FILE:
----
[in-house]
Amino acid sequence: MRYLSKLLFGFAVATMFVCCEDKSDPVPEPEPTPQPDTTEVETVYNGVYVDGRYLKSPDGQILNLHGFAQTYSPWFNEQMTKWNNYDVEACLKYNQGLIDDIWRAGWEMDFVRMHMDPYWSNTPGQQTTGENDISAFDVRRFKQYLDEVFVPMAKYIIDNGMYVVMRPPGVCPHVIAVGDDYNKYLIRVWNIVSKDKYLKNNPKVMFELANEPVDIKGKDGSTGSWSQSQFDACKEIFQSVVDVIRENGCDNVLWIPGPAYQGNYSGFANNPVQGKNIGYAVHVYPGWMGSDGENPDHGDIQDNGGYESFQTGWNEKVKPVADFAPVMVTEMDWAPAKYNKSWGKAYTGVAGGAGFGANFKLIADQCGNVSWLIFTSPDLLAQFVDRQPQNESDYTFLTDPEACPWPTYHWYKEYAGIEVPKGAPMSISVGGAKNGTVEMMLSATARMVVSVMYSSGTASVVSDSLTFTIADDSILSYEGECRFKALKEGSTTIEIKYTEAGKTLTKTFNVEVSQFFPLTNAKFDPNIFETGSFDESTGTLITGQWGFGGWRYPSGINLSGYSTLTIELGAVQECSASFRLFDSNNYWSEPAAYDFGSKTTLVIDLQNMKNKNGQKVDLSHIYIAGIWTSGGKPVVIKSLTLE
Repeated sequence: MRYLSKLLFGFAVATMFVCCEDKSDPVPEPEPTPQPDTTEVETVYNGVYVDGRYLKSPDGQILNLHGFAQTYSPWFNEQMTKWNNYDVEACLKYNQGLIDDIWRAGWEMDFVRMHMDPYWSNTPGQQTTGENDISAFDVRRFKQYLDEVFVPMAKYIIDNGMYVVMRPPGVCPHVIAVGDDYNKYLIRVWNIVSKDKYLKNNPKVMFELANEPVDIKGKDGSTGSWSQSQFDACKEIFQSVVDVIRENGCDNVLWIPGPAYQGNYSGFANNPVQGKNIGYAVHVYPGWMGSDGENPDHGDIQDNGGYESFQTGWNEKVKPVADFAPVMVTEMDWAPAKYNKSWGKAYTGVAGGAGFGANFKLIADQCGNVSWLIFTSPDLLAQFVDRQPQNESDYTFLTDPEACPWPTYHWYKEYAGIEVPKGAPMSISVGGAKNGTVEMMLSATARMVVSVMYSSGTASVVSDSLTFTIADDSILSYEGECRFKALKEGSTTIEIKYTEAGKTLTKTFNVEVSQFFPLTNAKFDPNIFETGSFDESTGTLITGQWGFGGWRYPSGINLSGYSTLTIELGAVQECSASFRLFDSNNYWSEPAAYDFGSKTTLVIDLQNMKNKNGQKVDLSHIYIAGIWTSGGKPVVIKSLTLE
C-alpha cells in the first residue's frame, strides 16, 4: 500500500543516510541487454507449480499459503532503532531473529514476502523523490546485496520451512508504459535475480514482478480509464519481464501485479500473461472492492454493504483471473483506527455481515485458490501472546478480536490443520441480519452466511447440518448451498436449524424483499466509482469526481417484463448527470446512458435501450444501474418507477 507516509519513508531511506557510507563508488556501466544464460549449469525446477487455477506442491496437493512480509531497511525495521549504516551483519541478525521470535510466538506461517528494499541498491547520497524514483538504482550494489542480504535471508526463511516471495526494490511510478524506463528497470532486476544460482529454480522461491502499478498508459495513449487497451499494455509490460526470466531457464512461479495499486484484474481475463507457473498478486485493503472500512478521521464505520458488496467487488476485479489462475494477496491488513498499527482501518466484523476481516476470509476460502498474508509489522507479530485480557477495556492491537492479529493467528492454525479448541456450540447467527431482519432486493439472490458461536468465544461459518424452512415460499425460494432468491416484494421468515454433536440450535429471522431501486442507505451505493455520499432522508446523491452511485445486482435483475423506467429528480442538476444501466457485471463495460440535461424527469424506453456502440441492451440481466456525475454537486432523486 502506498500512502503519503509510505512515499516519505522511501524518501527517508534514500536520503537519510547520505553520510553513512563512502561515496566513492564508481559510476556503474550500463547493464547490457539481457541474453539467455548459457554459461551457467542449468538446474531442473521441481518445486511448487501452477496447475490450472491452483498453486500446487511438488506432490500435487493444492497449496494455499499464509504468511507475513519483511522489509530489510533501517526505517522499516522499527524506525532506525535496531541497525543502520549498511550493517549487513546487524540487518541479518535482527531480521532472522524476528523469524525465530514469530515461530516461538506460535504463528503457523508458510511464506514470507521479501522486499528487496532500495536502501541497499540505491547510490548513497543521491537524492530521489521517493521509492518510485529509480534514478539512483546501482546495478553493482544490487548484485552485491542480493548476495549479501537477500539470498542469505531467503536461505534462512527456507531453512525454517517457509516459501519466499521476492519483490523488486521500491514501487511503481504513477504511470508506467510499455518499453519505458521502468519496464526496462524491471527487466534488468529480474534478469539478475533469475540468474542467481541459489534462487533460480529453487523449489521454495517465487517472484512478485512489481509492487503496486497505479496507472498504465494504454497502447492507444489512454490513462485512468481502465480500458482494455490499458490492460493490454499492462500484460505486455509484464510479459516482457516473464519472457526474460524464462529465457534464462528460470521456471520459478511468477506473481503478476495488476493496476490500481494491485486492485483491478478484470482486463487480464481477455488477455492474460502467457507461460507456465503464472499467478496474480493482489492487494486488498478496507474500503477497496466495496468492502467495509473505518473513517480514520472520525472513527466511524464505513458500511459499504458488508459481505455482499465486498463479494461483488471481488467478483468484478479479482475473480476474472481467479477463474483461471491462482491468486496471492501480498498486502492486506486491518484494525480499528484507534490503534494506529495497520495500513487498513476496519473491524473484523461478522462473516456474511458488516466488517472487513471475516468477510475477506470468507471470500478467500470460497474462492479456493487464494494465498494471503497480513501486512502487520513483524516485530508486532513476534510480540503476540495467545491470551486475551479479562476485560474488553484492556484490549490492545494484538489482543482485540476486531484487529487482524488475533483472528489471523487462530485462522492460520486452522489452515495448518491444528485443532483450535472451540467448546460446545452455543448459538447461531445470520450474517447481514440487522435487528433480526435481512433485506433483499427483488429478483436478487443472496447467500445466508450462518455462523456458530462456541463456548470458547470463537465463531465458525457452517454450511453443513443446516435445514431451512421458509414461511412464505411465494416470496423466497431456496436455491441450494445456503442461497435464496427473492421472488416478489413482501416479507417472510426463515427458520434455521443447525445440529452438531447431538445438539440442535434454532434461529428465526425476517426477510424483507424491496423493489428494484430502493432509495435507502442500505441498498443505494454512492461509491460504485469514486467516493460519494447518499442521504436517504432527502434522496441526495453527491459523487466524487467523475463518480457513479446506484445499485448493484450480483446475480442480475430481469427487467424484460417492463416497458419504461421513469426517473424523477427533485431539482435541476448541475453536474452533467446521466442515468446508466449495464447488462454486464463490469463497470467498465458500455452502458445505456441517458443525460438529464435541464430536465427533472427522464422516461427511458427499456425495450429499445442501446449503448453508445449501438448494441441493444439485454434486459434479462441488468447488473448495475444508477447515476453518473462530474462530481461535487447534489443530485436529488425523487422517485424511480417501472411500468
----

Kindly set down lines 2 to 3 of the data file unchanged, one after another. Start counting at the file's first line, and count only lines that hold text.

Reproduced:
Amino acid sequence: MRYLSKLLFGFAVATMFVCCEDKSDPVPEPEPTPQPDTTEVETVYNGVYVDGRYLKSPDGQILNLHGFAQTYSPWFNEQMTKWNNYDVEACLKYNQGLIDDIWRAGWEMDFVRMHMDPYWSNTPGQQTTGENDISAFDVRRFKQYLDEVFVPMAKYIIDNGMYVVMRPPGVCPHVIAVGDDYNKYLIRVWNIVSKDKYLKNNPKVMFELANEPVDIKGKDGSTGSWSQSQFDACKEIFQSVVDVIRENGCDNVLWIPGPAYQGNYSGFANNPVQGKNIGYAVHVYPGWMGSDGENPDHGDIQDNGGYESFQTGWNEKVKPVADFAPVMVTEMDWAPAKYNKSWGKAYTGVAGGAGFGANFKLIADQCGNVSWLIFTSPDLLAQFVDRQPQNESDYTFLTDPEACPWPTYHWYKEYAGIEVPKGAPMSISVGGAKNGTVEMMLSATARMVVSVMYSSGTASVVSDSLTFTIADDSILSYEGECRFKALKEGSTTIEIKYTEAGKTLTKTFNVEVSQFFPLTNAKFDPNIFETGSFDESTGTLITGQWGFGGWRYPSGINLSGYSTLTIELGAVQECSASFRLFDSNNYWSEPAAYDFGSKTTLVIDLQNMKNKNGQKVDLSHIYIAGIWTSGGKPVVIKSLTLE
Repeated sequence: MRYLSKLLFGFAVATMFVCCEDKSDPVPEPEPTPQPDTTEVETVYNGVYVDGRYLKSPDGQILNLHGFAQTYSPWFNEQMTKWNNYDVEACLKYNQGLIDDIWRAGWEMDFVRMHMDPYWSNTPGQQTTGENDISAFDVRRFKQYLDEVFVPMAKYIIDNGMYVVMRPPGVCPHVIAVGDDYNKYLIRVWNIVSKDKYLKNNPKVMFELANEPVDIKGKDGSTGSWSQSQFDACKEIFQSVVDVIRENGCDNVLWIPGPAYQGNYSGFANNPVQGKNIGYAVHVYPGWMGSDGENPDHGDIQDNGGYESFQTGWNEKVKPVADFAPVMVTEMDWAPAKYNKSWGKAYTGVAGGAGFGANFKLIADQCGNVSWLIFTSPDLLAQFVDRQPQNESDYTFLTDPEACPWPTYHWYKEYAGIEVPKGAPMSISVGGAKNGTVEMMLSATARMVVSVMYSSGTASVVSDSLTFTIADDSILSYEGECRFKALKEGSTTIEIKYTEAGKTLTKTFNVEVSQFFPLTNAKFDPNIFETGSFDESTGTLITGQWGFGGWRYPSGINLSGYSTLTIELGAVQECSASFRLFDSNNYWSEPAAYDFGSKTTLVIDLQNMKNKNGQKVDLSHIYIAGIWTSGGKPVVIKSLTLE